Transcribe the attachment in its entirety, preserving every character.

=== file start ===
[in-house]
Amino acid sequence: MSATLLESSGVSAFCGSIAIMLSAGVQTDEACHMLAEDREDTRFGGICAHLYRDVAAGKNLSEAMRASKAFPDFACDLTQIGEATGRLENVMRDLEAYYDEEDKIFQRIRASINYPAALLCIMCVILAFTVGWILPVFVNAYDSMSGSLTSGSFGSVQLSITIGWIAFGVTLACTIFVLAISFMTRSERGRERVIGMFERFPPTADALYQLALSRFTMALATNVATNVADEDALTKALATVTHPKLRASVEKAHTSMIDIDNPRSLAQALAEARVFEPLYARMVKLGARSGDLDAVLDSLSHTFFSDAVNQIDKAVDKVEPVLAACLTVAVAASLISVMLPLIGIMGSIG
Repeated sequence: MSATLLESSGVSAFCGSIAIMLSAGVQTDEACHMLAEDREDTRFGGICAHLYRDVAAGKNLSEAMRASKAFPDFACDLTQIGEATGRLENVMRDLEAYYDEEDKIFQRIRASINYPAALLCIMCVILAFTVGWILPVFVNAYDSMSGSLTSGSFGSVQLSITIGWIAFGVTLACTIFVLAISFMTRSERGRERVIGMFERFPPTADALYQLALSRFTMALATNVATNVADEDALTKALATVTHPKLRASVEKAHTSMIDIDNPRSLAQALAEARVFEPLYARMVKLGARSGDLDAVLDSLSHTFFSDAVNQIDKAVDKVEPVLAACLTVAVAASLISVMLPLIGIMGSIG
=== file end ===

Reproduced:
[in-house]
Amino acid sequence: MSATLLESSGVSAFCGSIAIMLSAGVQTDEACHMLAEDREDTRFGGICAHLYRDVAAGKNLSEAMRASKAFPDFACDLTQIGEATGRLENVMRDLEAYYDEEDKIFQRIRASINYPAALLCIMCVILAFTVGWILPVFVNAYDSMSGSLTSGSFGSVQLSITIGWIAFGVTLACTIFVLAISFMTRSERGRERVIGMFERFPPTADALYQLALSRFTMALATNVATNVADEDALTKALATVTHPKLRASVEKAHTSMIDIDNPRSLAQALAEARVFEPLYARMVKLGARSGDLDAVLDSLSHTFFSDAVNQIDKAVDKVEPVLAACLTVAVAASLISVMLPLIGIMGSIG
Repeated sequence: MSATLLESSGVSAFCGSIAIMLSAGVQTDEACHMLAEDREDTRFGGICAHLYRDVAAGKNLSEAMRASKAFPDFACDLTQIGEATGRLENVMRDLEAYYDEEDKIFQRIRASINYPAALLCIMCVILAFTVGWILPVFVNAYDSMSGSLTSGSFGSVQLSITIGWIAFGVTLACTIFVLAISFMTRSERGRERVIGMFERFPPTADALYQLALSRFTMALATNVATNVADEDALTKALATVTHPKLRASVEKAHTSMIDIDNPRSLAQALAEARVFEPLYARMVKLGARSGDLDAVLDSLSHTFFSDAVNQIDKAVDKVEPVLAACLTVAVAASLISVMLPLIGIMGSIG